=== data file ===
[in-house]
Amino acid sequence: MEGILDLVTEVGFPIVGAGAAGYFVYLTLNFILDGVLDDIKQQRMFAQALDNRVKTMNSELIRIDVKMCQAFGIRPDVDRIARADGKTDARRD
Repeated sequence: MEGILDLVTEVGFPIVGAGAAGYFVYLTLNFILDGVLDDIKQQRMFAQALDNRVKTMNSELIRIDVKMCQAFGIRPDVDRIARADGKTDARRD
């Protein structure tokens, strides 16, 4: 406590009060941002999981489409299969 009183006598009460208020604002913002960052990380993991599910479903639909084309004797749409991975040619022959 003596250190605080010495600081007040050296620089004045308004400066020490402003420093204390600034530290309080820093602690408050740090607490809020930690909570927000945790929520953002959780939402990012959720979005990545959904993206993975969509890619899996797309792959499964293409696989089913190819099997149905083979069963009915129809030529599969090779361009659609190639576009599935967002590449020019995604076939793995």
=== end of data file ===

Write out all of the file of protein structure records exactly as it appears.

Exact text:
[in-house]
Amino acid sequence: MEGILDLVTEVGFPIVGAGAAGYFVYLTLNFILDGVLDDIKQQRMFAQALDNRVKTMNSELIRIDVKMCQAFGIRPDVDRIARADGKTDARRD
Repeated sequence: MEGILDLVTEVGFPIVGAGAAGYFVYLTLNFILDGVLDDIKQQRMFAQALDNRVKTMNSELIRIDVKMCQAFGIRPDVDRIARADGKTDARRD
């Protein structure tokens, strides 16, 4: 406590009060941002999981489409299969 009183006598009460208020604002913002960052990380993991599910479903639909084309004797749409991975040619022959 003596250190605080010495600081007040050296620089004045308004400066020490402003420093204390600034530290309080820093602690408050740090607490809020930690909570927000945790929520953002959780939402990012959720979005990545959904993206993975969509890619899996797309792959499964293409696989089913190819099997149905083979069963009915129809030529599969090779361009659609190639576009599935967002590449020019995604076939793995």